I am determining which dataset or information sets are machine-readable and which are not. I have a brief list of machine-readable and human-readable formats, but keep running into formats that are not on my lists.
Start by going to Match Me (http://www.networkofinnovators.org/match-me) and selecting open data. Under “I want to learn…” click on more about machine readable data and you’ll get matched with people who can help you. You can write to them or simply tag them here in a post like this @chrswng @david
Unlikely it’s possible to list them all. Too many formats used by scientific organizations and too many legacy machine readable formats used by abandonware.
I think that it’s more important to focus on formats that should be used, not formats that exists in wild.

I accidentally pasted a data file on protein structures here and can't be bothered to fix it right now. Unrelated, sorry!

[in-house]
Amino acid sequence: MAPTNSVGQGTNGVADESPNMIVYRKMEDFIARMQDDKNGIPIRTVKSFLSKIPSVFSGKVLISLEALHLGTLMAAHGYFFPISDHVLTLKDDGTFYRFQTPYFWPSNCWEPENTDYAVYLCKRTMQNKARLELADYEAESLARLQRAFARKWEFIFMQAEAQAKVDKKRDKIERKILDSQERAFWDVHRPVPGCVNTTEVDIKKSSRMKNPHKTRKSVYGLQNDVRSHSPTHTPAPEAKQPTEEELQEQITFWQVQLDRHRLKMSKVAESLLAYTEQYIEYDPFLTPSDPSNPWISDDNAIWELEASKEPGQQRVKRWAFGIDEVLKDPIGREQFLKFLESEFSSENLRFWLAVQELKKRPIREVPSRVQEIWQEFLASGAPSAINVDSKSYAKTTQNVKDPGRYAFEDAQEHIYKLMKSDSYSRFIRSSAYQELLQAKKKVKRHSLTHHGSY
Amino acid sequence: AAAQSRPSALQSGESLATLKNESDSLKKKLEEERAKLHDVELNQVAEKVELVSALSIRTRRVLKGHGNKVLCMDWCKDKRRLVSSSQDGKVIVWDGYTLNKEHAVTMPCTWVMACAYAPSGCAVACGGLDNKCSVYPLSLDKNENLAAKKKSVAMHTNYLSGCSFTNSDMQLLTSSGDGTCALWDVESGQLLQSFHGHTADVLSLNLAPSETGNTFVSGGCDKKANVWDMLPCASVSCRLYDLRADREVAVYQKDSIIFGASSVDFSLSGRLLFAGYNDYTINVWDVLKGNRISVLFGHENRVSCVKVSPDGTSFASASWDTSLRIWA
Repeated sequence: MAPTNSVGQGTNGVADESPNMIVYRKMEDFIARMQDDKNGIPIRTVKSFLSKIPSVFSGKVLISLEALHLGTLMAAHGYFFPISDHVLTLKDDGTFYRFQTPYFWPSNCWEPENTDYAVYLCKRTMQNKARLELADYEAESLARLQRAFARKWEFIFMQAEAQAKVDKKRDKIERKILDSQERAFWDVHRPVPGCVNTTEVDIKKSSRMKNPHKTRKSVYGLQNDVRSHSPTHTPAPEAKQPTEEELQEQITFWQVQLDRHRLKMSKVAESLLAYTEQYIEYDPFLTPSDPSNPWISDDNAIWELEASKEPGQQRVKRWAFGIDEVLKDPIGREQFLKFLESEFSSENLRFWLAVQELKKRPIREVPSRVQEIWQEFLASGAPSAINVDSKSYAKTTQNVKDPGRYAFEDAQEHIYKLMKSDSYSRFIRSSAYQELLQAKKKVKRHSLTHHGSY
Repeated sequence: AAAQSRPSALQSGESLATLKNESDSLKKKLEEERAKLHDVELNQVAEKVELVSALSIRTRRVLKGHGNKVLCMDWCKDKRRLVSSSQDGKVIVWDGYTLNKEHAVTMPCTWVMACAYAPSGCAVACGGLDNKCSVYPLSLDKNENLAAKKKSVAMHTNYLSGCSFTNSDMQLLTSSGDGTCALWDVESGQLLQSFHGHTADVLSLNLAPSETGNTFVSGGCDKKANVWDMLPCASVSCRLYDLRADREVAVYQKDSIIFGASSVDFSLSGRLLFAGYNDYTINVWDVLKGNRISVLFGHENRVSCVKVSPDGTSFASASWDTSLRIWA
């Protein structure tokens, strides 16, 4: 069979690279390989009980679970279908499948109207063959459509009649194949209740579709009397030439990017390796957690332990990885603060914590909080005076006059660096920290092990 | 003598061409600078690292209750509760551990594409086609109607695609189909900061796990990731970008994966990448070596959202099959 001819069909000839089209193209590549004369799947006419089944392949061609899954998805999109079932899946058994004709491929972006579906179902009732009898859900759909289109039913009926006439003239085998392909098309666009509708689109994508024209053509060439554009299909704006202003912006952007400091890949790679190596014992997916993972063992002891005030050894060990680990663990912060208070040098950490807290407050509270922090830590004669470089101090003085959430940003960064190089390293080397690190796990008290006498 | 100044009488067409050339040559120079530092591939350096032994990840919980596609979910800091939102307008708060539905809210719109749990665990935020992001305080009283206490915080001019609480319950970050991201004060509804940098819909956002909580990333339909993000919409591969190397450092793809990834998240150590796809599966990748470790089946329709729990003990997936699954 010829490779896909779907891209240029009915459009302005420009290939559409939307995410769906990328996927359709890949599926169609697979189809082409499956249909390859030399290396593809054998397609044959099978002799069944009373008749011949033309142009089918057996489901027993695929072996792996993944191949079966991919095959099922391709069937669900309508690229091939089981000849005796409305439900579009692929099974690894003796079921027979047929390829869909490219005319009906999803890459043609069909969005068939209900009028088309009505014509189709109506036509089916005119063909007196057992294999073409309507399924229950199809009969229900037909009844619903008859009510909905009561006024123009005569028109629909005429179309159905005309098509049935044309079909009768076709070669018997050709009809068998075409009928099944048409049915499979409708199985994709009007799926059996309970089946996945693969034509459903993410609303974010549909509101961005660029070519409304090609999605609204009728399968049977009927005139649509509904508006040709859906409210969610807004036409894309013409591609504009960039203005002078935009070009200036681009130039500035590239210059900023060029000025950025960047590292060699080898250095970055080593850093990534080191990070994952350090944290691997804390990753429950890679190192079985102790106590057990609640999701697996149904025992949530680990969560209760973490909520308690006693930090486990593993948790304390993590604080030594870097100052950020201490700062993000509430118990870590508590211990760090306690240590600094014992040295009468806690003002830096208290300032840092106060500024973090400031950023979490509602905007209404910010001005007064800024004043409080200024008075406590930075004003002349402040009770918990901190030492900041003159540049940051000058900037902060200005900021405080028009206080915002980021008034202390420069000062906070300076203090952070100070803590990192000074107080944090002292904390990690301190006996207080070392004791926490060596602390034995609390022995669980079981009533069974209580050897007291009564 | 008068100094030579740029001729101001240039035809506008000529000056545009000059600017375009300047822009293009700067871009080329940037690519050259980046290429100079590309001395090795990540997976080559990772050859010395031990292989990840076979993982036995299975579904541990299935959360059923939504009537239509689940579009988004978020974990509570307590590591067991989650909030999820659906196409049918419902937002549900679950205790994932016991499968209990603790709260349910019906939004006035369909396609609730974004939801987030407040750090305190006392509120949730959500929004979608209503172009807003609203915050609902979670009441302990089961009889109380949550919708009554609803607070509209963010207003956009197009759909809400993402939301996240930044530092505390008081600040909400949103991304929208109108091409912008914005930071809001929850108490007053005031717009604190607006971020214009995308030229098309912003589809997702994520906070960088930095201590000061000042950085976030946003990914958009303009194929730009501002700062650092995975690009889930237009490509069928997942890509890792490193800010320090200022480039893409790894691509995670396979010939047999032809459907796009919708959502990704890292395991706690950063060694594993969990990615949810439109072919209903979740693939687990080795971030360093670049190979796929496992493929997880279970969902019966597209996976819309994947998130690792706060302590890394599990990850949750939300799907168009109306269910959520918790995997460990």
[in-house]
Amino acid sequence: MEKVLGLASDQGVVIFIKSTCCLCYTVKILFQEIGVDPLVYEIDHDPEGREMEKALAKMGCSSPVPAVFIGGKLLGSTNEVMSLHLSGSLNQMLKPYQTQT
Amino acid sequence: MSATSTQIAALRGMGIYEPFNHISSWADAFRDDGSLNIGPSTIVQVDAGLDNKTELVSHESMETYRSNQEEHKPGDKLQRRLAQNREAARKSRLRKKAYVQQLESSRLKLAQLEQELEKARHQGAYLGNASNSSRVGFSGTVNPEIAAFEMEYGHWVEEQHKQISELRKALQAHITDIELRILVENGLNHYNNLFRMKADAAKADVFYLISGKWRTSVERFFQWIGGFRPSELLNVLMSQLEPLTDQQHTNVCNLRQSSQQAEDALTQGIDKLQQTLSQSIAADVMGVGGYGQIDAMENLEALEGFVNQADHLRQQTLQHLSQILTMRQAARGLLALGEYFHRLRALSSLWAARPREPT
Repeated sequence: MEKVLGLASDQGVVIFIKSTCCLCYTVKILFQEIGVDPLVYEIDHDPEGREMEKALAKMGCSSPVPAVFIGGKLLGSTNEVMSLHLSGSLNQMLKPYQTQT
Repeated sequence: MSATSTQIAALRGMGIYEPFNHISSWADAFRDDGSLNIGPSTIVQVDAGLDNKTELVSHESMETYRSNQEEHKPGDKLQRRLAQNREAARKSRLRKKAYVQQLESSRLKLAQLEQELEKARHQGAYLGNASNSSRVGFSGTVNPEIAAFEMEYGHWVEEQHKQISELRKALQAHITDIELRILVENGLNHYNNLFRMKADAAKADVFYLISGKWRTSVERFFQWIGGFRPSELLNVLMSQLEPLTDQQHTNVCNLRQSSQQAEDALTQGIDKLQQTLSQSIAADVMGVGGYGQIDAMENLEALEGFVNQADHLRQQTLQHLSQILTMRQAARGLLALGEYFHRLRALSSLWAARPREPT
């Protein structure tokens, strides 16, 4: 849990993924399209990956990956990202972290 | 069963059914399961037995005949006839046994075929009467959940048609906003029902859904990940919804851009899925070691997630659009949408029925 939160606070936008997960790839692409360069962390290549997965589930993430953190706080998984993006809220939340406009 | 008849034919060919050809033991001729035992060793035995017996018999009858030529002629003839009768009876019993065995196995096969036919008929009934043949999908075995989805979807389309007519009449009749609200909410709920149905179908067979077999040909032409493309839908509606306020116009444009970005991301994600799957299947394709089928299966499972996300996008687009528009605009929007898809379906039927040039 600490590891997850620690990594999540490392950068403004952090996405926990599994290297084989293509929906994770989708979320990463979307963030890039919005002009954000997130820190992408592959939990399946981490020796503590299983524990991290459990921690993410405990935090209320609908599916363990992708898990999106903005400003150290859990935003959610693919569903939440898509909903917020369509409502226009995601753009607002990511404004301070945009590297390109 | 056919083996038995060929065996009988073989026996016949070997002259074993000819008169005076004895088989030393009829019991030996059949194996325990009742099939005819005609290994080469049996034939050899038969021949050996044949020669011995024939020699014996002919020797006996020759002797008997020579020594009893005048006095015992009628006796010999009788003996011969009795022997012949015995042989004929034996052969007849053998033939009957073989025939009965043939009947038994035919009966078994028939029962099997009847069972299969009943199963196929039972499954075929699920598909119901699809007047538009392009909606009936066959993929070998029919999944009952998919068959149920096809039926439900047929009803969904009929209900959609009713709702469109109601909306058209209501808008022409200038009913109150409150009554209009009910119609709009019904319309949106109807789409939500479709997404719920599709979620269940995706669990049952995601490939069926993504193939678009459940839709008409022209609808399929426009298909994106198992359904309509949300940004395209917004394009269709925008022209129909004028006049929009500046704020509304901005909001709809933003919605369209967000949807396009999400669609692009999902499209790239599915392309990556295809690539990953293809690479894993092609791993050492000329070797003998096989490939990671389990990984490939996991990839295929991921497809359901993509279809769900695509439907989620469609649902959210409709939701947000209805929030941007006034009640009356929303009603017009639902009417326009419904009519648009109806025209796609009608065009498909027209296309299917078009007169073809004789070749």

Open Standards - Project Open Data
5 ★ OPEN DATA
Open Format Definition
Open Data Formats - CfA
File Formats - Open Data Handbook
A few thoughts here:
5 ★ Open Data is the pie in the sky we are all reaching for.
PDFs serve a few great purposes, but are rarely used for them, and their typical implementation is anything but open data. Avoid using PDFs as much as possible. Friends don’t let friends use PDFs.
HTML doensn’t get held in high regard in any of these lists, and that is for great reason, when implemented poorly, HTML is anti-machine readable. Upon proper implementation though, HTML is machine-readable, while also providing many benefits that other formats do not, being that it is a web platform technology.
CSV/JSON are ideal for most cases on the web; W3C is in the process of finalizing specifications for CSV on the Web and JSON-LD.